Technical Committee Prepares To Discuss Blue-Ray Standards8 Apr, 2002 By: Hive News
Technical Committee 100 of the International Electrotechnical Commission (IEC) is set to begin discussions on blue-ray discs in Tokyo April 23.
Blue-ray. is the next generation of optical discs that proponents say will be rewritable and able to store far more data than DVDs. TC 100 includes experts from the principal manufacturers of DVDs, among others.
Named after the blue-laser technology that is used to make them and is backed by nine of the leading manufacturers of DVD that, until now, have offered competing industry standards for recordable/rewritable DVDs, blue-ray could also be an interchangeable disc, which is not the case for recordable/rewritable DVDs.
"The IEC is working to ensure that its doors are always open to industry to determine whether suitable multimedia standards can be developed and this applies to DVD," said TC 100 Chairman Mark Hyman, a staff engineer for the Society of Motion Picture and Television Engineers in White Plains, N.Y. "The IEC has a history of creating very successful international standards for the multimedia field, from audio cassette tapes in the 1970s to CDs in the 1980s and minidiscs in the 1990s. It is for industry to decide what does and does not get standardized. The IEC provides the structure and the means to do the work."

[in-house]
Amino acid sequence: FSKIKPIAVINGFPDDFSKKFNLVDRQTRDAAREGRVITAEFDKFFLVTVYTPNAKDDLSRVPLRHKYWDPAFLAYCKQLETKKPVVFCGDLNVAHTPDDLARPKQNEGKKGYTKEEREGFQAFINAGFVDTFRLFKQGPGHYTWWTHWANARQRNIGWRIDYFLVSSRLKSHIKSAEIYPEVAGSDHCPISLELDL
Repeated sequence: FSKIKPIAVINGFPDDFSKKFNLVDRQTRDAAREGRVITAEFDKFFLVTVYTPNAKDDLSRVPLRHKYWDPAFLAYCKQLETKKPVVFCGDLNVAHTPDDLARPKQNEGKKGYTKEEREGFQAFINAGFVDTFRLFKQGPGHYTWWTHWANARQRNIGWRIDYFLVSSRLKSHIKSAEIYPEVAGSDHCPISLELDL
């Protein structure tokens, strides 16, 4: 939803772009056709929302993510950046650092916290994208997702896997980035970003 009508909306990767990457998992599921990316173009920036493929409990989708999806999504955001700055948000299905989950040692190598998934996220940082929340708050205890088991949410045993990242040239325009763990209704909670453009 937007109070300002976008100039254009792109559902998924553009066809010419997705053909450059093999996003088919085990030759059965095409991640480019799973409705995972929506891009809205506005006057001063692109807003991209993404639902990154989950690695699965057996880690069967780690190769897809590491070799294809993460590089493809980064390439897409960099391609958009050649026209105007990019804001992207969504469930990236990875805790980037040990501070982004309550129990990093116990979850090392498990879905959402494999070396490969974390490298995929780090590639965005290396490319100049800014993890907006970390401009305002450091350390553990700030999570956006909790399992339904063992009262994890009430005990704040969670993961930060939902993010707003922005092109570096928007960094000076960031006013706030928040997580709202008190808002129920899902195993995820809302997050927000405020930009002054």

The greatest concern for manufacturers is spending a great deal of time and money tooling up manufacturing plants for a technology that the market ultimately rejects. An IEC International Standard for blue-ray discs will help to reduce this risk significantly, an IEC spokesperson said.
The advantage for manufacturers of having an IEC International Standard for this new media is that it ensures a stable platform for them to produce for their markets, which reduces the risk of competitive failure in the market.
The advantage for consumers is that it will help to stabilize the technology so that, like CDs that can be played anywhere, these new optical discs will have the same versatility and include the ability to rewrite. At the same time, consumers will not see the same kind of market confusion they saw with videotape over VHS and Betamax, the spokesman said, and consequently, they will not have to spend money on a system that may shortly become obsolete.
The IEC is a partner with the World Trade Organization in helping to eliminate technical barriers to trade to the benefit of manufacturers, consumers and governments the world over. The WTO calls on its members to used IEC International Standards as the basis for national and/or regional standards.
Technical Committee 100 of the IEC prepares standards for audio, video and multimedia systems and equipment.
The blue-ray disc (sometimes also called blue laser) allows for recording, rewriting and playing back of up to 27 GB of data on a single-sided, single-layer 12 cm disc using a 405 nm blue-violet laser. By comparison, DVD-Video uses a 650 nm red laser. Blue-ray media can hold more than two hours of digital high definition video and more than 13 hours of standard TV broadcasting.